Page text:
Man Implicates Self in NYC Subway Death
By Michael Pearson, CNN
(CNN) — The man in the picture has his back to the camera. He’s desperately clawing at a subway platform, looking right at the train that’s bearing down on him as he stands on the tracks.
It’s a terrifying, heart-wrenching image, and it’s generating a lot of criticism for the newspaper that used it on its front page — the salty, sensational New York Post.
Why didn’t the photographer help? Why did the newspaper publish the photo?
“NY Post should be ashamed of its misuse of humanity for its cover photo of a man about to be killed by a subway train,” one person wrote on Twitter. “When does cruelty end.”
“Snuff porn,” another user labeled it.
A freelance photographer captured the image Monday after someone shoved the man, 58-year-old Ki-Suck Han, from a subway platform near Times Square.
Seconds after photographer R. Umar Abbasi captured the images, the train fatally struck Ki. He died at a New York Hospital, leaving behind a wife and daughter.
A man officers were questioning “implicated himself” in the incident, police said Tuesday night. Police gave no other information on the suspect and this news may do nothing to quell the ongoing debate about the controversial photo.
“Doomed,” the headline read. “Pushed on the subway track, this man is about to die.”
In its story on the incident Tuesday, the Post reported Abbasi was waiting on the platform when he saw the man fall onto the tracks. He said he ran towards the oncoming train, firing his camera’s flash to warn the driver.
“I just started running, running, hoping that the driver could see my flash,” the newspaper quoted him as saying.
“In that moment, I just wanted to warn the train — to try and save a life,” the Post quoted him as saying.
Some critics, however, questioned Abbasi’s motives.
One Twitter user questioned why someones first instinct would be not to help the man, but instead to “snap a photo of him about to die and sell it to the NY Post.”
Reached by CNN, Abbasi was adamant that he would talk to the network only for pay.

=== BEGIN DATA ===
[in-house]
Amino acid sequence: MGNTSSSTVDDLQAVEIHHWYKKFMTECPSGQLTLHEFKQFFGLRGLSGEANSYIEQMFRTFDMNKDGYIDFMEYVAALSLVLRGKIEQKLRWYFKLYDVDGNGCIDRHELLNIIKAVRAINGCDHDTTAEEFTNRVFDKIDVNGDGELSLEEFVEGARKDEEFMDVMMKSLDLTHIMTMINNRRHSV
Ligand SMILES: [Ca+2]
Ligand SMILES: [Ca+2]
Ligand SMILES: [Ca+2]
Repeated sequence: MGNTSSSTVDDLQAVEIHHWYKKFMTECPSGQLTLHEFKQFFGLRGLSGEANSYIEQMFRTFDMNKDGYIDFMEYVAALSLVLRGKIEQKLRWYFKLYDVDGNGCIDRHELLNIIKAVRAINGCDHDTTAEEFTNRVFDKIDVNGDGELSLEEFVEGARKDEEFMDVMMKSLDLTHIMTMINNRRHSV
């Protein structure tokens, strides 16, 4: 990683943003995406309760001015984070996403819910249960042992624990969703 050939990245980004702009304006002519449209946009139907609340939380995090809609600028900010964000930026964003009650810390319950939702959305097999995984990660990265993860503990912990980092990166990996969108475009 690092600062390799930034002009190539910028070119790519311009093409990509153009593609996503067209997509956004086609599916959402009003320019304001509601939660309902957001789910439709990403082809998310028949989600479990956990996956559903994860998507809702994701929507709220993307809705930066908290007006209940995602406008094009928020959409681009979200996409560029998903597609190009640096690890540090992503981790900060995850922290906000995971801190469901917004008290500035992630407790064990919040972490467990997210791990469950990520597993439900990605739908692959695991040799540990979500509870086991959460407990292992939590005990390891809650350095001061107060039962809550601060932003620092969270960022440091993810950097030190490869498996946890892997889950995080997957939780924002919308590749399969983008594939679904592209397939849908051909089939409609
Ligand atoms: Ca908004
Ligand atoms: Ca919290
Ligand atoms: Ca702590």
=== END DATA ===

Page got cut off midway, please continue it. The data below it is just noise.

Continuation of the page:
The Post declined to comment.
Media observers wondered Tuesday if the newspaper had gone too far this time.
“Even if you accept that that photographer and other bystanders did everything they could to try to save the man, it’s a separate question of what the Post should have done with that photo,” Jeff Sonderman, a fellow at journalism think tank the Poynter Institute, wrote on the organization’s website. “All journalists we’ve seen talking about it online concluded the Post was wrong to use the photo, especially on its front page.”
Kenny Irby, Poynter’s senior faculty member for visual journalism and diversity programs, said what the paper did wasn’t necessarily wrong.
“It was not illegal or unethical given that ethical guidelines and recommendations are not absolute,” he said in an e-mail. But he also thought the Post could have used another photo because this one crossed the line of dignity.
“This moment was such for me — it was too private in my view,” he wrote. “I am all for maximizing truth telling, while minimizing harm, which can be done by fully vetting the alternatives available and publishing with a sense of compassion and respect.”
The Post is no stranger to walking up to the lines of journalistic ethics, and sometimes crossing them, with its pithy, often lurid, coverage of crime and other news in the Big Apple.
“HEADLESS BODY IN TOPLESS BAR,” the newspaper once famously shouted from its cover.
The Post shot is hardly the first news photo to generate ethics concerns.
An Agence France-Presse photo that won the 2012 Pulitzer Prize generated controversy for its depiction of a girl in Afghanistan crying amid a number of bloody bodies.
Also this year, the New York Times published a graphic image showing blood streaming from the body of a victim following a fatal August shooting at the Empire State Building.
At the time, Poynter quoted a Times spokeswoman as saying the image was “a newsworthy photograph that shows the result and impact of a public act of violence.”
— CNN’s Pauline Kim, Yon Pomrenze and Mary Snow contributed to this report.